Best Student Loans in July 2020

Bankrate’s guide to choosing the best student loans

By Kim Porter

As of Monday, July 06, 2020

Private student loans can be used to pay for the costs of higher education, but they originate with private entities — such as banks, credit unions and online lenders — rather than the federal government. Private student loans typically come with a fixed monthly payment and a fixed or variable interest rate, and you may be able to delay repayment until after you graduate from school.

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When shopping for a student loan, look for a competitive interest rate, flexible repayment terms that meet your needs, generous hardship options and minimal fees. Loan details presented here are current as of the publish date. Check the lenders’ websites for more current information. The top lenders listed below are selected based on factors such as APR, loan amounts, fees, credit requirements and broad availability.

Best private student loan rates in July 2020

Lender
Current APR Range
Loan Term
Min. Loan Amount
Max. Loan Amount
Ascent
Fixed: 4.13%–15.00%
Variable: 3.41%–14.18%
5 – 15 years
$1,000
$200,000 (or the cost of attendance, whichever is less)
Citizens Bank
Fixed: 4.72%–12.04%
Variable: 2.02%–10.13%
5 – 15 years
$1,000
$350,000
College Ave
Fixed: 3.99%–11.98%
Variable: 1.24%–10.97%
5 – 15 years
$1,000
The total cost of attendance
CommonBond
Fixed: 5.33%–9.74%
Variable: 3.21%–9.29%
Not specified
$2,000
The total cost of attendance, with a $500,000 lifetime maximum
Earnest
Fixed: Starting at 4.39%
Variable: Starting at 2.74%
Not specified
$1,000
The total cost of attendance
Sallie Mae
Fixed: 4.74%–11.85%
Variable: 2.00%–10.09%
5 – 20 years
$1,000
The total cost of attendance
SoFi
Fixed: 4.41%–11.76%
Variable: 1.73%–11.00%
5 – 15 years
$5,000
The total cost of attendance
Wells Fargo
Fixed: As low as 4.53%
Variable: As low as 1.96%
Not specified
$1,000
The total cost of attendance, with a $180,000 maximum

Summary: student loans in 2020

How student loans work

Private student loans differ from federal student loans because they’re originated by private institutions such as banks, credit unions and online lenders rather than the federal government. Here are some of the pros and cons of each type of loan.

Pros and cons of federal student loans:

  • Pros: Federal student loans come with more flexible repayment options, including customized payment plans based on your income, generous hardship programs and potential loan forgiveness.
  • Cons: Federal student loans generally have lower loan limits than private student loans and come with an origination fee, which reduces the funds you receive. And if you default on federal student loans, the government can more easily garnish your wages and tax refunds.

Pros and cons of private student loans:

  • Pros: Private student loans may have zero fees and lower starting APRs than federal loans. And depending on your federal aid eligibility, private loans might be your only option in some cases. Private student loans also generally have high loan limits, so they can fill the gaps if you've borrowed the maximum student loan amount from the federal government.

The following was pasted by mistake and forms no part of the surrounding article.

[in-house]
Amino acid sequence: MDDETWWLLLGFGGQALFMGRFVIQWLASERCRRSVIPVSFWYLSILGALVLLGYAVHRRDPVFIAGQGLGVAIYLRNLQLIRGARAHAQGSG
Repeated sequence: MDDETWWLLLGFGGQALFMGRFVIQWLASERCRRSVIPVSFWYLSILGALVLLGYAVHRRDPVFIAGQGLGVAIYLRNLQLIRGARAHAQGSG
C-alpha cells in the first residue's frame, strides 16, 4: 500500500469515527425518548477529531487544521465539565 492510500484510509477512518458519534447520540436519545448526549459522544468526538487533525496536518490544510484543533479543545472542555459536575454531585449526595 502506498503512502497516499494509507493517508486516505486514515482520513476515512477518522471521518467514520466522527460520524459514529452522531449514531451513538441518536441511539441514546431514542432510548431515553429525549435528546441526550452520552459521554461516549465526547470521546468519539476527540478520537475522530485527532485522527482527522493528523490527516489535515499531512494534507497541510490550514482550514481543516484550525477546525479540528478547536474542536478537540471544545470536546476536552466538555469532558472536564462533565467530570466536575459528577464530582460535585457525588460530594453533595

• Cons: Private student loans may offer some hardship plans and various payment options, but loan terms, repayment plans and hardship options are generally less consumer-friendly.

When are private student loans a good option?

Although federal student loans generally come with more flexible repayment options and borrower protections, private student loans can be a good option in some cases.

Because federal student loans have low borrowing limits, private student loans can help fill the gaps if you still need to borrow money after applying for grants, scholarships and federal financial aid. Annual percentage rates (APRs) on private loans also usually start lower than federal loan interest rates. However, if you have a variable-rate loan, your APR (and monthly costs) can increase over the life of the loan.

Details: student loan rates in 2020

  • Best student loan without a co-signer: Ascent
  • Best student loan for multiyear approval: Citizens Bank
  • Best student loan for quick application process: College Ave
  • Best student loan for personalized mentoring: CommonBond
  • Best student loan for flexible repayment terms: Earnest
  • Best student loan for part-time students: Sallie Mae
  • Best student loan for no fees: SoFi
  • Best student loan for community college and trade schools: Wells Fargo

Best student loan without a cosigner: Ascent

Overview: Ascent offers undergraduate and graduate private student loans in all 50 states. Borrowers without a co-signer have their own loan option, which is a rarity in the private student loan space. The lender also offers a longer-than-average period of forbearance, which is a hardship program that allows you to temporarily stop making payments.